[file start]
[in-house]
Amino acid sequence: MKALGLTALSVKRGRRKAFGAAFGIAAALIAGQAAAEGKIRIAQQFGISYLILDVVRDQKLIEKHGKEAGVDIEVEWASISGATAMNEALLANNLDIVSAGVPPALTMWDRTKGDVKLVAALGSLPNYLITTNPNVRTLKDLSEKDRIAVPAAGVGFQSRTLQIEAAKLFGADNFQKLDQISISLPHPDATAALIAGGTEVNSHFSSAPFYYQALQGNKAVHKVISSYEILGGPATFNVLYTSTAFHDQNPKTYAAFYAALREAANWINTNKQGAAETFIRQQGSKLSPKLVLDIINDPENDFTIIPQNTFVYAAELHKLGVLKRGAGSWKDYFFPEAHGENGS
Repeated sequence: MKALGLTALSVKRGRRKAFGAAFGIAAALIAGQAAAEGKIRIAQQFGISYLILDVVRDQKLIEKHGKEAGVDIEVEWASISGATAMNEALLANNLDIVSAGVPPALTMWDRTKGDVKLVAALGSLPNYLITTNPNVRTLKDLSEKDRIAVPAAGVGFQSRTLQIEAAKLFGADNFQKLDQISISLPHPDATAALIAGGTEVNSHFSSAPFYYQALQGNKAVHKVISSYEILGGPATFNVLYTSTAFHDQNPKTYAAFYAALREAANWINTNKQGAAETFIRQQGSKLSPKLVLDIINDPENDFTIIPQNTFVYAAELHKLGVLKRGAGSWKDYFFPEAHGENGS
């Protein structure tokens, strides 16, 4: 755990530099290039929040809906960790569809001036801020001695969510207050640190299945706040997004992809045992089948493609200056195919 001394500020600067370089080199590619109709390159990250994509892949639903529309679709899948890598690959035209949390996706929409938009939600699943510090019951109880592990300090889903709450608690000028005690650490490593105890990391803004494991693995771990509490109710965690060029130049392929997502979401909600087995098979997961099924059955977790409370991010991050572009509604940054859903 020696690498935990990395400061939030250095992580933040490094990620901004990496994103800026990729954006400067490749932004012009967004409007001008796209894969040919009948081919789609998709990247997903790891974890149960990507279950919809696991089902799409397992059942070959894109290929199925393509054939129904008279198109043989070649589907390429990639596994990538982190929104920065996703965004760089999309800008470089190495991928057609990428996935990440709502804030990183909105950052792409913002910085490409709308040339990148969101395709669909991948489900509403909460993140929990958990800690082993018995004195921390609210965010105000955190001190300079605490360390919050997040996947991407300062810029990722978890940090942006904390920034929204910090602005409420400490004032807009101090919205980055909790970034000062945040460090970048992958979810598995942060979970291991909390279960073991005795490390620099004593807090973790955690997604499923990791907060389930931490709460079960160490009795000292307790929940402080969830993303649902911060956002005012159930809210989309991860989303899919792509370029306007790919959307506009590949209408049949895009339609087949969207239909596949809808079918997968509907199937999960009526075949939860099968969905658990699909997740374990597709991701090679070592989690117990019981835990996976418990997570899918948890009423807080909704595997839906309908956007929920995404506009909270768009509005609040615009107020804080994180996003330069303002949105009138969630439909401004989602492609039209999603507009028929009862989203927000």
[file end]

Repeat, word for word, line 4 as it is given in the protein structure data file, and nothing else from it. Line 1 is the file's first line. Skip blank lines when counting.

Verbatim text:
């Protein structure tokens, strides 16, 4: 755990530099290039929040809906960790569809001036801020001695969510207050640190299945706040997004992809045992089948493609200056195919 001394500020600067370089080199590619109709390159990250994509892949639903529309679709899948890598690959035209949390996706929409938009939600699943510090019951109880592990300090889903709450608690000028005690650490490593105890990391803004494991693995771990509490109710965690060029130049392929997502979401909600087995098979997961099924059955977790409370991010991050572009509604940054859903 020696690498935990990395400061939030250095992580933040490094990620901004990496994103800026990729954006400067490749932004012009967004409007001008796209894969040919009948081919789609998709990247997903790891974890149960990507279950919809696991089902799409397992059942070959894109290929199925393509054939129904008279198109043989070649589907390429990639596994990538982190929104920065996703965004760089999309800008470089190495991928057609990428996935990440709502804030990183909105950052792409913002910085490409709308040339990148969101395709669909991948489900509403909460993140929990958990800690082993018995004195921390609210965010105000955190001190300079605490360390919050997040996947991407300062810029990722978890940090942006904390920034929204910090602005409420400490004032807009101090919205980055909790970034000062945040460090970048992958979810598995942060979970291991909390279960073991005795490390620099004593807090973790955690997604499923990791907060389930931490709460079960160490009795000292307790929940402080969830993303649902911060956002005012159930809210989309991860989303899919792509370029306007790919959307506009590949209408049949895009339609087949969207239909596949809808079918997968509907199937999960009526075949939860099968969905658990699909997740374990597709991701090679070592989690117990019981835990996976418990997570899918948890009423807080909704595997839906309908956007929920995404506009909270768009509005609040615009107020804080994180996003330069303002949105009138969630439909401004989602492609039209999603507009028929009862989203927000």